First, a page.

No matter where Louie and I walk, people stop to talk to him. He is friendly and loves to engage with people (outside our home ;-). “What is he?” is the question I’m often asked when Louie meets new friends. I give the same answer: “I think he’s a Corgi/Beagle mix. And perhaps a little bit of Basset Hound, given his deep bark. He’s a rescue, so I’m not totally sure.”
They will usually step back and take a long look at my pup. They smile and say, “I can definitely see the Beagle and perhaps the Corgi as well because of his little legs and long body.”
Some people will even share their Corgi or Beagle stories because of the characteristic
of each breed. As soon as I say Louie is a Corgi, people will say he must be stubborn. Or when I say that he’s a Beagle, they will ask if he howls. This amazes me and causes me to ponder his “true” identity.
So I experimented. When people asked, “What is he?” I responded, “He’s the best little buddy ever. He’s really well behaved and very loving!”
People look at me as though I didn’t hear what they asked. So they clarify their question, “I mean, what breed is he?” I understand the desire to discuss breeds, but this tendency has made me aware of how we often do the same thing to people.
When people see me, I wonder how I am identified? Some easily identify me as a woman of Mediterranean descent; some will see me as a bit older—thanks to the white hair; and some may classify me as middle class, based upon what I may be wearing. Some people take it further and associate me with a political party based on what I look like or what area of town I live in, or what church I attend. Some folks today are simply identified by the company they keep or how they feel. As I think about it, I’m not sure I want to be identified by any of those things. While I am proud of my heritage and love being a woman, are those the only ways I want to be identified?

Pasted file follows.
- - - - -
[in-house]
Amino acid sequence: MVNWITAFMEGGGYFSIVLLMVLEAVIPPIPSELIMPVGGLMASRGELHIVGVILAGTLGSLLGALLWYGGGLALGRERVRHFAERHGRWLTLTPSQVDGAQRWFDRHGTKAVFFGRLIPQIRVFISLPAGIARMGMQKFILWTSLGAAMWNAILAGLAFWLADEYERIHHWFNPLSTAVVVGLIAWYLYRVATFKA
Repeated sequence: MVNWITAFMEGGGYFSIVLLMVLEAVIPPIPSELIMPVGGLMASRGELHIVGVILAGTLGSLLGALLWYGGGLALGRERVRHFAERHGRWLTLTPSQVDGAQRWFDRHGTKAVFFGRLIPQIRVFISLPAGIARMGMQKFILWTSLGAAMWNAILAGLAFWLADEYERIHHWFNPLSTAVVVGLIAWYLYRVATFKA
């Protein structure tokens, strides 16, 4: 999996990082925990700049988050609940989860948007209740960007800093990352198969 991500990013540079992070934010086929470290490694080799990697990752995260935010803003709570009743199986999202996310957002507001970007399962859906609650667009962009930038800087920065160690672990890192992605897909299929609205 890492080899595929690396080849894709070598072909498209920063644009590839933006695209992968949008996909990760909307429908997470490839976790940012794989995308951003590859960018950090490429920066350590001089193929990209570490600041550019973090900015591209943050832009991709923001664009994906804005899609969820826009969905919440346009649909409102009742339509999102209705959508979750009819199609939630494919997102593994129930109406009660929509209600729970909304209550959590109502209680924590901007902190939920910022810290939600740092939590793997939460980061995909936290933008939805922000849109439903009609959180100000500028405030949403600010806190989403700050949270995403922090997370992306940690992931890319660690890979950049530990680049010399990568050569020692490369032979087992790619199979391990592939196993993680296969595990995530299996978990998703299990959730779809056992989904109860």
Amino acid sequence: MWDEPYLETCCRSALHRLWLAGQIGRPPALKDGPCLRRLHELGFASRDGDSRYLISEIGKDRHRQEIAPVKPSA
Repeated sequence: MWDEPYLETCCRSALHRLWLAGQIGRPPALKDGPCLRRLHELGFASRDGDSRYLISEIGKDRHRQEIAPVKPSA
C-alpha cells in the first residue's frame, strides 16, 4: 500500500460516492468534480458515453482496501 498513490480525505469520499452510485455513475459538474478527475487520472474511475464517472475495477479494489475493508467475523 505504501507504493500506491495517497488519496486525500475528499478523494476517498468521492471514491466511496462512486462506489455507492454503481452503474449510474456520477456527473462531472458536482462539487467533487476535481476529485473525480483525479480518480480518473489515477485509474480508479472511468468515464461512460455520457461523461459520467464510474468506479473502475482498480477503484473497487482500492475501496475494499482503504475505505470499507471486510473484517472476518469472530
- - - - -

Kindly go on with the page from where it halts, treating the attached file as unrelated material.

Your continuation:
This has also made me think about how I look at others. Do I assess the color of their skin or how they dress, or what car they drive? Or do I allow others to influence my impression based on gossip? Do I identify them by how they treat others, if their words match their actions, if they walk with integrity, and if they are honest, loving, and joyful people?
The words of Martin Luther King, Jr., are still influential today: “I have a dream that my four little children will one day live in a nation where they will not be judged by the color of their skin, but by the content of their character.”
One would assume that by now, we would assess people on the content of their characters and not only by what we observe, but look around at what’s going on in our society, and it’s clear that is not the case.
Abraham Lincoln said, “Character is like a tree, and reputation is like its shadow. The shadow is what we think of it; the tree is the real thing.” Our world is desperate for people who act with integrity. But acting with integrity is intentional and springs forth from inner character. Unfortunately, we get the shadow of a person, not the real thing. We are influenced by our families of origin, peers, colleagues, the people we associate with, and the media.
I love to study the fruit of the spirit in Galatians 5:22; love, joy, peace, patience, kindness, goodness, faithfulness, gentleness, and self-control. I always learn and grow from that type of study. I believe this saying sums it up nicely: “Don’t judge by their appearance or height. People judge by outward appearance, but the Lord looks at the heart.” 1Samuel 16:7. I hope that people know my heart based on my character.
As for Louie, he loves people more every day. He brings so much joy to others that to identify him only with his breed seems to sell him short and put him in a box. He is more real and honest and true than most people. Our world could learn a thing or two about character from a dog name Lou!